In 2013, Kiev found itself in the midst of that most inexplicable, unreadable and irrational force that turned the political life of Ukraine upside down. The regime of Yanukovych, and before him — Yushchenko, for years, had crushed the remnants of rights, provided, if only on paper, the well-being of ordinary citizens of Ukraine. One after the other, “reforms” poured in, carrying the costs from the accounts of the state and employers’ budgets to the shoulders of those who work for wages, and all this patiently, except for the lonely sparks of discontent, was accepted. It would seem that nothing makes people’s anger stronger than the prospect of sweating for slave wages for 60-65 years, and and still end up with nothing? As it turned out, the reason for the riot was the refusal of integration agreements with the European Union. Ordinary people don’t care about interstate, intermarket, and intercapital system of arrangements.
And yet, the dreams of the European Promised Land acted more strongly than the gloomy prospects of harsh reality. When disturbing thoughts about blood and bread become a habit, the cause for rebellion becomes something irrational. Something completely meaningless for people in whose interests it would seem, the struggle for freedom and contentment, and not for myth and worship. It is the passing of twenty years from the myth and cult which was a slap in the face, which the most active, and secondly, the inactive part of Ukrainian society were unable to endure.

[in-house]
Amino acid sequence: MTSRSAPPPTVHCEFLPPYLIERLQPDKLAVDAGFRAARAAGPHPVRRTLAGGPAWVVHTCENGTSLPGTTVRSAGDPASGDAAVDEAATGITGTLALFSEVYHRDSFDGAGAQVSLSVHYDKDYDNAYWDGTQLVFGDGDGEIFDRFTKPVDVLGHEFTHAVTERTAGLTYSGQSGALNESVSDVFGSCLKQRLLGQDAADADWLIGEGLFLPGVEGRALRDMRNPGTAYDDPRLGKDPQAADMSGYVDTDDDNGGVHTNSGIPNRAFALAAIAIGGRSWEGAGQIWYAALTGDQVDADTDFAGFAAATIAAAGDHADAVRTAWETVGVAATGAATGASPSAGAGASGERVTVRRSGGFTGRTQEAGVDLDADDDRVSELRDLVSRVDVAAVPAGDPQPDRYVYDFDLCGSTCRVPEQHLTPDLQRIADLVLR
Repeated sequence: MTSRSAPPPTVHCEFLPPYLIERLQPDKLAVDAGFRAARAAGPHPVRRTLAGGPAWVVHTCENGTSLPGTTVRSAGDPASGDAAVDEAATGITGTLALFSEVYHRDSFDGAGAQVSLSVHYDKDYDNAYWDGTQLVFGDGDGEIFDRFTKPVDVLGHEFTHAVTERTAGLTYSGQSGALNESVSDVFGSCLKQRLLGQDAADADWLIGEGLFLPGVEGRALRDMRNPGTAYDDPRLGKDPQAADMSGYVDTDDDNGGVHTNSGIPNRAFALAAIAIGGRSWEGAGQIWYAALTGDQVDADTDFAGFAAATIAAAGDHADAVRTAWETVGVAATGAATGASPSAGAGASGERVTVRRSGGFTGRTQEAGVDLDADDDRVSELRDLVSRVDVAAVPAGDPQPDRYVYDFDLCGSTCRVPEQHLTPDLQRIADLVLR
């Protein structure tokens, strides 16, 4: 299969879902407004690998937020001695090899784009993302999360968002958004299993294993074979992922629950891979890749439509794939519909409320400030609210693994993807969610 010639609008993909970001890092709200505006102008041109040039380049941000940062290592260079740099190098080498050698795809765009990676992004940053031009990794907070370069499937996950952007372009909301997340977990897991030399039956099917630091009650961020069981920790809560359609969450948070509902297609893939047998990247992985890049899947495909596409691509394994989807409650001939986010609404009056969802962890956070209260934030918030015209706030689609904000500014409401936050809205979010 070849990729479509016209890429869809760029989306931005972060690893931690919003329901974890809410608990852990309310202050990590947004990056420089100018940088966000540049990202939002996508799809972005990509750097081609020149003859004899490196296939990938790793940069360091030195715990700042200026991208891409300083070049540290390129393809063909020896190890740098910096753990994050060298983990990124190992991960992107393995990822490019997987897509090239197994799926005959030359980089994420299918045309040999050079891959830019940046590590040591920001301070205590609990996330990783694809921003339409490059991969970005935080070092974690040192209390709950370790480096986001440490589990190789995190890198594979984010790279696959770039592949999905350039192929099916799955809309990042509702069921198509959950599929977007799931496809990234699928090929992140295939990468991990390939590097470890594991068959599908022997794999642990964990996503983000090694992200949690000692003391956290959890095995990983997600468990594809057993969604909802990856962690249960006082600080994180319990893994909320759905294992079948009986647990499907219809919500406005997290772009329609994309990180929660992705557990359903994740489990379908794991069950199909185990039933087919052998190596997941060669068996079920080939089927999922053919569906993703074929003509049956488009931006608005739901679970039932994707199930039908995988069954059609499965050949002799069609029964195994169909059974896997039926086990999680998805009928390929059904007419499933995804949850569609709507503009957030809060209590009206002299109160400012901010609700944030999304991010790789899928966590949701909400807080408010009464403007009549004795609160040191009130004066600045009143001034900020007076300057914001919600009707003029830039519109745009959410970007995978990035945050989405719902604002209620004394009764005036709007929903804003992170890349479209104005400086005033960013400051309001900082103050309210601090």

It is quite true that the power of bourgeois society, which has been growing for years and the whole host of its ideologies, has reacted predictably. It would be strange to expect something different from the public consciousness, led by organic intellectuals of the bourgeois vector. It is for this reason and other experiences about the weak influence of the left that I am overcome by bitter tears. Society can not jump a hurdle that it can not even imagine, and the mere existence of capitalism does not imply a socialist agenda in the emerging revolutionary moods. This is not a dispute between the theories of the world-system or the linear development of socio-economic formations, whose dogmas, unfortunately, cannot help us much in the retrospective analysis of the Ukrainian revolution.
Maidan appeared in form and content as a bourgeois-democratic revolution in a society “not completely au fait with fair” capitalism. This same trait also ruined it as a mass force capable, it would seem, of fundamentally changing the social life of the country. It should be understood that Ukraine built in a solid world economic system in 2013, is not France of 1793, innovatively standing on the threshold of the world political avant-garde. The self-organization and direct democracy of Maidan managed to do even less than, in its time the analogous institutions of revolutionary France. The ruling classes know their business, so they occupy their leading position, they are well aware of their interest and are able to quickly and impartially analyze the historical experience of their predecessors.